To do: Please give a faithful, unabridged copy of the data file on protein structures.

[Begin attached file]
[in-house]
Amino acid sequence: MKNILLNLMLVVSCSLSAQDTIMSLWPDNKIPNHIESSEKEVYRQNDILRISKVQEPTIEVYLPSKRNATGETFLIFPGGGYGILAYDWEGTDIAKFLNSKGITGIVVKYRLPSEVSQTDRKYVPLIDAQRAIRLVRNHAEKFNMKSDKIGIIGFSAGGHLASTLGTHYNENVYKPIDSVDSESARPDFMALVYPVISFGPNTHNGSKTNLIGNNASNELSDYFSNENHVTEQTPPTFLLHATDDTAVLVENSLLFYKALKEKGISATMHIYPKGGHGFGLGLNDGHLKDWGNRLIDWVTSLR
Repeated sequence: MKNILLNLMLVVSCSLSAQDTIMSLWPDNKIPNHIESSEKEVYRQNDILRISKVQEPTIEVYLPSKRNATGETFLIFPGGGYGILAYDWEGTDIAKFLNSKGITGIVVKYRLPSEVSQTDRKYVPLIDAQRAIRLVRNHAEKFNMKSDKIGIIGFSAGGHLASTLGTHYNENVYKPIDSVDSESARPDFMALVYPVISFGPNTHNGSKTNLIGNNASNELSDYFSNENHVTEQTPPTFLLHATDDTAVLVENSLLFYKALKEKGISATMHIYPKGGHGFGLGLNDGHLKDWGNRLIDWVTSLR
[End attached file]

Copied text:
[in-house]
Amino acid sequence: MKNILLNLMLVVSCSLSAQDTIMSLWPDNKIPNHIESSEKEVYRQNDILRISKVQEPTIEVYLPSKRNATGETFLIFPGGGYGILAYDWEGTDIAKFLNSKGITGIVVKYRLPSEVSQTDRKYVPLIDAQRAIRLVRNHAEKFNMKSDKIGIIGFSAGGHLASTLGTHYNENVYKPIDSVDSESARPDFMALVYPVISFGPNTHNGSKTNLIGNNASNELSDYFSNENHVTEQTPPTFLLHATDDTAVLVENSLLFYKALKEKGISATMHIYPKGGHGFGLGLNDGHLKDWGNRLIDWVTSLR
Repeated sequence: MKNILLNLMLVVSCSLSAQDTIMSLWPDNKIPNHIESSEKEVYRQNDILRISKVQEPTIEVYLPSKRNATGETFLIFPGGGYGILAYDWEGTDIAKFLNSKGITGIVVKYRLPSEVSQTDRKYVPLIDAQRAIRLVRNHAEKFNMKSDKIGIIGFSAGGHLASTLGTHYNENVYKPIDSVDSESARPDFMALVYPVISFGPNTHNGSKTNLIGNNASNELSDYFSNENHVTEQTPPTFLLHATDDTAVLVENSLLFYKALKEKGISATMHIYPKGGHGFGLGLNDGHLKDWGNRLIDWVTSLR